Access to resources is always a major challenge for SMBs. Business owners struggle every day to scale. Without capital it is difficult to attract great talent. Without great talent it is nearly impossible to compete with the big companies. If they are ‘lucky’ enough to be in a position to take on investors or a bank loan to scale, the terms are normally so onerous it ceases to be attractive.

What about achieving scale through an IPO or an acquisition?

Because of the difficulty in accessing capital, business owners often believe the only way to get investment is by going public or getting bought out. However glamorous those two options may sound, the reality is much harsher and often comes at a very high price. The public hears about the shiny new “unicorn” start-ups that end up being covered in the media all the time. These include the Ubers, the Airbnbs, and the Dropboxes. But the vast majority of businesses toil away under the radar.

IPOs, acquisitions or investors all come with strings attached. In fact, those strings are often more like chains and padlocks. Business founders have to sell their soul, their dream and their control to the investor. In small business, much of the value of that business resides with the founder and her senior team. When investors come in and take control they are removing the power from the very people that got the business to where it is today.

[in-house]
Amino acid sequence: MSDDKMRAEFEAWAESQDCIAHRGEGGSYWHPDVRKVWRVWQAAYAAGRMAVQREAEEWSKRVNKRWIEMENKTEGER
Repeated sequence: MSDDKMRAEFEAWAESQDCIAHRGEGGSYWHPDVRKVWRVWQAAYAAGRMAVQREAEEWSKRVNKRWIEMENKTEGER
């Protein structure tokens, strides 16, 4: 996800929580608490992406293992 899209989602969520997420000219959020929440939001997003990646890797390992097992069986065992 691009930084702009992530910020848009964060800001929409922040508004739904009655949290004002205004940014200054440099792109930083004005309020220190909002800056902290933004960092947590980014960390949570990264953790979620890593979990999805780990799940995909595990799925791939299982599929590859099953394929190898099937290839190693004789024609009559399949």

What are the drawbacks of these options that founders often aren’t aware of?

When companies sell or merge, you often see an exodus of talent —- sometimes with key accounts. Small businesses depend heavily on the talent of key employees. A change in management philosophy and execution often creates conflict between the buyer and the bought; many M&As fail because of this.

Post-merger, you also frequently see the removal of one of the brand names, usually by the company that was bought. This destroys a lot of the brand equity carefully cultivated over the years. Most roll ups are either debt funded or investor funded. Either route creates a huge stress on the eventual vehicle.